The move offered a stark reminder of the lengths the country is prepared to go to in sticking to the zero-tolerance approach favored by leader Xi Jinping, with the shutting down of the megacity following the reporting of more than 700 cases the previous week.
And it came despite earlier efforts by authorities to quash rumours that such a lockdown was coming, with police arresting one resident who was accused of making “provocative comments” on social media.
The lockdown requires all residents to stay at home from 6 p.m. Thursday, except for mandatory Covid testing. Mass testing will take place from Thursday to Sunday, the city government said.
Households can send one person out for grocery shopping once per day with a negative test, and residents with emergency requests such as seeking medical care must gain approval from a neighborhood committee.
All businesses are to be shut except for supermarkets, pharmacies and hospitals. Restaurant dining is also being suspended, with only takeaways allowed.
Shanghai was reporting thousands of infections per day in late March as it headed into the lockdown. On Wednesday, Chengdu reported just 156 cases.
The panic buying followed similar scenes earlier in the week following speculation on social media that authorities were considering a lockdown.
On Monday, a Chengdu resident with the handle “Tropical Forest” on WeChat, China’s popular messaging app, said in a group chat that authorities would discuss whether to impose a lockdown in an evening meeting. Screenshots of his messages were leaked and went viral on social media, sending residents to snap up groceries and daily necessities at supermarkets.
On Tuesday, Chengdu police said the WeChat user, surnamed She, had caused panic among citizens and disrupted epidemic prevention work by posting “provocative comments”. She was detained for 15 days and fined 1,000 yuan for “picking quarrels and provoking trouble.”
Doubling down on zero-Covid
China is one of the last places in the world still enforcing stringent zero-Covid measures, which rely on sweeping digital surveillance, mass testing, extensive quarantines and snap lockdowns.
The strategy has faced growing challenges from the highly infectious Omicron variant, with authorities across China struggling to tamp down on outbreaks. In the past 10 days, new local cases have been recorded in all of mainland China’s 31 provinces and regions.
In the northern port city of Dalian, a lockdown was imposed on Thursday and set to run until Sunday in its main urban areas, affecting about 3 million residents.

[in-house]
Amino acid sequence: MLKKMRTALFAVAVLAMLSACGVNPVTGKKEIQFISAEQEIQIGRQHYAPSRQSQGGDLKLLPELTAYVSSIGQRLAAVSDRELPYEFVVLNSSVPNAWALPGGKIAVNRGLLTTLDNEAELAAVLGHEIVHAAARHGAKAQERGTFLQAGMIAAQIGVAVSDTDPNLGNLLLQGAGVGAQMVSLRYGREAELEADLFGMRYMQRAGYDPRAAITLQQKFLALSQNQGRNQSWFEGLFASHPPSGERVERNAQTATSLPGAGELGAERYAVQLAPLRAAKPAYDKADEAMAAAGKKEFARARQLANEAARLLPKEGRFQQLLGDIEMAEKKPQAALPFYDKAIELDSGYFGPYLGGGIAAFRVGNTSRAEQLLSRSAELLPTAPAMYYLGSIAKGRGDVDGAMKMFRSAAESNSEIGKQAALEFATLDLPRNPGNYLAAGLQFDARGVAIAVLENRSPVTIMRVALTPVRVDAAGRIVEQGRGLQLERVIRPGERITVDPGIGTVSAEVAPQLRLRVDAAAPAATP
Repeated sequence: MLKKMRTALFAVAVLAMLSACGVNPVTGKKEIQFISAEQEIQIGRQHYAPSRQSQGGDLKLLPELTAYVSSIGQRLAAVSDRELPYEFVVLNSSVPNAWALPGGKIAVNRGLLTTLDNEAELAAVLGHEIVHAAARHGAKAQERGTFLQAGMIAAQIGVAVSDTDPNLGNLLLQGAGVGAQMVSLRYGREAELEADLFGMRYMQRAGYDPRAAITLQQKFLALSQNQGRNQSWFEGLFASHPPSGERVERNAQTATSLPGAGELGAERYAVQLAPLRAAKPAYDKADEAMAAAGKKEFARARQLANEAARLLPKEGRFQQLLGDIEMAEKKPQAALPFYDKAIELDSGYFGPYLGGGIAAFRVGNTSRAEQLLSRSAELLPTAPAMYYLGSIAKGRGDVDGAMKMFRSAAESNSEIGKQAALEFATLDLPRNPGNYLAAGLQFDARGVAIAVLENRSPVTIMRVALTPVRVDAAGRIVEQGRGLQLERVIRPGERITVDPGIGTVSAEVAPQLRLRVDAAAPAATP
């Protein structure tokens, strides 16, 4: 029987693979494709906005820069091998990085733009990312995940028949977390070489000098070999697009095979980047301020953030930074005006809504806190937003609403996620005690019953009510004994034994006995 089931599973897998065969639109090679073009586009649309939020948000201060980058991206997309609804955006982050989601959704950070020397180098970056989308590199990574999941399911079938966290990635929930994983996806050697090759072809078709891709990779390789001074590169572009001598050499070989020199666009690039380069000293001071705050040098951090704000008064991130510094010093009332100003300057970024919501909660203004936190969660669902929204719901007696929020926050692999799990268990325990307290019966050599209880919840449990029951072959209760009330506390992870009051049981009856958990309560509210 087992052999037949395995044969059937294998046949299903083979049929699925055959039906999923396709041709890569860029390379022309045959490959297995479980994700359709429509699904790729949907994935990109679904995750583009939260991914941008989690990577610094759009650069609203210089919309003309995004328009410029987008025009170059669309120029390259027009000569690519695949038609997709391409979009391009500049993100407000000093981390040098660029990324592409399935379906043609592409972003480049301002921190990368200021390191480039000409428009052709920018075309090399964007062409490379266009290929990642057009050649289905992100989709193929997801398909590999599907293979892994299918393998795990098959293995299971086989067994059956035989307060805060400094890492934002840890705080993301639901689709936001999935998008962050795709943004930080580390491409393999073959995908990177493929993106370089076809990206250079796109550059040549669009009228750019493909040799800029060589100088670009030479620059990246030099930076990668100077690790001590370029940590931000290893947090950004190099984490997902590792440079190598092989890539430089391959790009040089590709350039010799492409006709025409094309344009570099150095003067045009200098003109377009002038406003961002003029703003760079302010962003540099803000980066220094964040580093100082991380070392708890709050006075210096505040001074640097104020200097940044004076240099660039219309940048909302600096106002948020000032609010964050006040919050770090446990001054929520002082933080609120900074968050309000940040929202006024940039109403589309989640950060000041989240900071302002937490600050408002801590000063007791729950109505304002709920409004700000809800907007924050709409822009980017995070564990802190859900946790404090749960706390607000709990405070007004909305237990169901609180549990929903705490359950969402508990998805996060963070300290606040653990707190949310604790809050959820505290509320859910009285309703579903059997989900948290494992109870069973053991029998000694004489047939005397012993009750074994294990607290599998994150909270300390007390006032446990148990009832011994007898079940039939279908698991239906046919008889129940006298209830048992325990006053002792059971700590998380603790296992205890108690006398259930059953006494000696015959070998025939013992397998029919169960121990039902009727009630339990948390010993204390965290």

In Shijiazhuang, the capital of Hebei province in northern China, authorities suspended public transport across the city over the weekend, after 30 infections were found during mass testing. Four districts ordered more than 3 million residents to work from home until Wednesday afternoon.
In western China, Xining, the capital of Qinghai province and home to 2.5 million people, ordered a lockdown from Monday until Thursday in its urban areas and suspended public transport.
The rolling lockdowns have crippled economic growth. In July, youth unemployment in China hit a record high, with one in five young people out of work.
While initially supportive of the zero-tolerance approach, the Chinese public has become increasingly frustrated with the unending restrictions on their daily life. The often ruthless and chaotic enforcement of the policy by local governments has further fueled public anger and resentment.
Despite the economic and social toll, Chinese leaders have repeatedly vowed to stick to the zero-Covid policy, insisting that it is saving lives. Health officials say the relatively low vaccination rate among China’s elderly population and inadequate rural healthcare capacity are hurdles to abandoning zero Covid.
Local authorities across China are under tremendous pressure to prevent outbreaks from spiraling just weeks away from a key Communist Party meeting. Maintaining social stability has always been a top priority in the lead-up to important political events.
The 20th Party Congress, scheduled to start on October 16, is widely expected to see Chinese leader Xi Jinping extend his hold on power for another five years.
Some Chinese who have grown disillusioned with zero-Covid hope restrictions could be relaxed after the congress, but the government has not offered any timeline on a possible shift of the policy.